Logo of Phnom Penh Post newspaper Phnom Penh Post - No agreement on Laos dam

No agreement on Laos dam

A man fishes at part of the Mekong River where the proposed Don Sahong dam project would be constructed in southern Laos.  INTERNATIONAL RIVERS
A man fishes at part of the Mekong River where the proposed Don Sahong dam project would be constructed in southern Laos. INTERNATIONAL RIVERS

No agreement on Laos dam

A meeting between the four member states of the Mekong River Commission (MRC) over the controversial Don Sahong hydropower dam yielded no consensus yesterday, meaning that Cambodia, Thailand and Vietnam will have to take their misgivings over the Lao project to the commission’s highest body.

All three neighbouring countries have asserted that Laos is obliged under MRC regulations to submit to a round of prior consultation and allow technical assessments of the dam’s impact due to the fact that the dam is situated on the Mekong’s mainstream – a contention that Laos continued to deny yesterday, according to an MRC statement released after the meeting.

“At the meeting, Cambodia, Thailand and Viet Nam insisted that the project should undergo the Prior Consultation process. They raised particular concerns on the project’s potential impacts on fish migration routes as the Hou Sahong has been the major migration channel for fish to migrate in the dry season,” the statement reads. “Lao PDR clarified that two channels adjacent to the Hou Sahong, Hou Sadam and Hou Xangphuaek, can be used as alternative fish migration routes.”

However, Cambodian delegation leader Te Navuth was quoted as saying if those alternative routes don’t work, “the dam will have impacts on food security and nutrition in Cambodia”.

Due to the lack of agreement, the matter of whether the dam falls on the Mekong mainstream – and therefore requires prior consultation – will now go before the MRC Council, which is comprised of the water and environment ministers of the member countries. But despite being the MRC’s highest governance body, the Council has no legal authority to compel Laos to halt the dam and consent to consultation, said MRC Secretariat communications officer Surasak Glahan.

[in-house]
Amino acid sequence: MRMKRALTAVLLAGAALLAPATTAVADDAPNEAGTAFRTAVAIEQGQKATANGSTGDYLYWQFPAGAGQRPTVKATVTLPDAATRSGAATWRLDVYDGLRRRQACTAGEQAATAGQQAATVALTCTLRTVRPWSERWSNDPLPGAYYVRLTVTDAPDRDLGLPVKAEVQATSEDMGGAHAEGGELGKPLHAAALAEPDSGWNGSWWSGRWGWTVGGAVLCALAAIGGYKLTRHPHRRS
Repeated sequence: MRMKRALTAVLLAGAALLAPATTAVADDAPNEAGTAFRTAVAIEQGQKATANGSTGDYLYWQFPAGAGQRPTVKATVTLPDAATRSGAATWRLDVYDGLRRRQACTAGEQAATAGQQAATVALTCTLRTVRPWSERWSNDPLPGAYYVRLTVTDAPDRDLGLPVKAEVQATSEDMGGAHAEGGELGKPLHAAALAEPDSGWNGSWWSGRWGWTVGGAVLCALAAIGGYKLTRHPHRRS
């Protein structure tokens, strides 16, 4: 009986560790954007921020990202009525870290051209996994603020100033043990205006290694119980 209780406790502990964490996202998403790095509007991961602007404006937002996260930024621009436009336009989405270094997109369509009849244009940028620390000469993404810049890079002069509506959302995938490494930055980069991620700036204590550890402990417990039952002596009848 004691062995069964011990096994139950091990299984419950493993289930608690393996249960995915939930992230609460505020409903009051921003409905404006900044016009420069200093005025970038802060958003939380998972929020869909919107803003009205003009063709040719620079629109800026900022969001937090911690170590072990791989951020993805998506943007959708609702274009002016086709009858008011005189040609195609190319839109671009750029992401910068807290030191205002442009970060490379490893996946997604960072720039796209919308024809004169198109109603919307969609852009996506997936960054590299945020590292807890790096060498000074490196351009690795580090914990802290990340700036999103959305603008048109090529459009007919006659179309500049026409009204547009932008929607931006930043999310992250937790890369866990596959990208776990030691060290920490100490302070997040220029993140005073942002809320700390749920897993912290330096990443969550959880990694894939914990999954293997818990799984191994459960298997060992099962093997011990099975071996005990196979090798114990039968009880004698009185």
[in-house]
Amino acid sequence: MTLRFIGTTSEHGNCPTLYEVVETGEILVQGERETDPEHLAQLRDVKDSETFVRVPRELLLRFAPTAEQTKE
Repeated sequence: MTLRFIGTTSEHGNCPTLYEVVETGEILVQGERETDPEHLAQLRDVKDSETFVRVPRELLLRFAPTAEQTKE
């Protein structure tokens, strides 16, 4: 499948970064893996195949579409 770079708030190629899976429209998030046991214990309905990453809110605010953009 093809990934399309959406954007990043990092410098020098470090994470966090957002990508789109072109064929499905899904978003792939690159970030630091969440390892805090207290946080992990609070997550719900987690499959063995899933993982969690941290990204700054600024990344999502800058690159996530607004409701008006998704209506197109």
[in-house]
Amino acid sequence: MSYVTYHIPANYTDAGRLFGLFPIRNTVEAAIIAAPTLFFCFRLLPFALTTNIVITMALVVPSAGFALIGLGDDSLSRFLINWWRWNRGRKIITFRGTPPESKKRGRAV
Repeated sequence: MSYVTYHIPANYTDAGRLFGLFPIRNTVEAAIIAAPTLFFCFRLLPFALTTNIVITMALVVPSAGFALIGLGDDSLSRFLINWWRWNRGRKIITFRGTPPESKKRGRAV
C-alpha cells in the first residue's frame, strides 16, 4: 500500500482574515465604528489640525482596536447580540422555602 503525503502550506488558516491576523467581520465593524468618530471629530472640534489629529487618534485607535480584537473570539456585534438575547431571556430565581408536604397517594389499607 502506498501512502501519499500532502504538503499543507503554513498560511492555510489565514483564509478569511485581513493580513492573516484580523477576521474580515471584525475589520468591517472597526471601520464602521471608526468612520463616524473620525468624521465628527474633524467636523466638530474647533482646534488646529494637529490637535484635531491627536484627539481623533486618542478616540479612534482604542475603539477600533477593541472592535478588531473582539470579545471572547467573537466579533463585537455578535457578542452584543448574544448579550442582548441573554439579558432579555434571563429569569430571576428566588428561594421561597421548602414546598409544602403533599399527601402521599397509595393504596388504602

“If they still have divergent views [after the Council meeting], they can still ask the governments of the four countries to consider the issue,” Surasak said via email. “If this cannot be resolved at the government level, they can seek international arbitration (but this has never happened).”

Though the dam’s proposed site is located in an area where the Mekong’s stream is split into channels by dozens of islands, “there’s no question that this is the mainstream Mekong,” said Ame Trandem, Southeast Asia program director of NGO International Rivers.

“If Laos wants to act in good faith, it should go through prior consultation,” she said.

“This channel is the most important channel in that area for fish migrations,” Trandem said.

MOST VIEWED

  • Government hits back at threats to pull EBA, suspend UN seat

    The spokesman for the ruling Cambodian People’s Party (CPP) has said the government is in no way concerned after the European Parliament gave it three months to reverse what it called the “systematic repression of the political opposition”. Ignoring the ultimatum could mean facing

  • Chinese influx pushing locals, Westerners out of Preah Sihanouk

    Some within the Kingdom’s tourism industry have speculated that the recent influx of Chinese visitors may hinder domestic tourism as the price of accommodations in the coastal city of Sihanoukville continues to rise. Preah Sihanouk province, which has become a hotbed for Chinese investment

  • Sar Kheng: Sokha requested security

    Interior Minister Sar Kheng on Sunday revealed the story behind the transfer of former opposition party leader Kem Sokha from Trapaing Phlong prison in Tbong Khmum province to his house in the capital. Speaking at the ruling Cambodian People’s Party (CPP) headquarters in Prey

  • ‘Dire consequences’ from sanctions, warns AmCham

    American businesspeople in Cambodia have warned that any sanction against the Kingdom would have “dire consequences” that could push Cambodia even further into the arms of China. In a letter to US senators and representatives dated Monday, the American Chamber of Commerce Cambodia (AmCham) said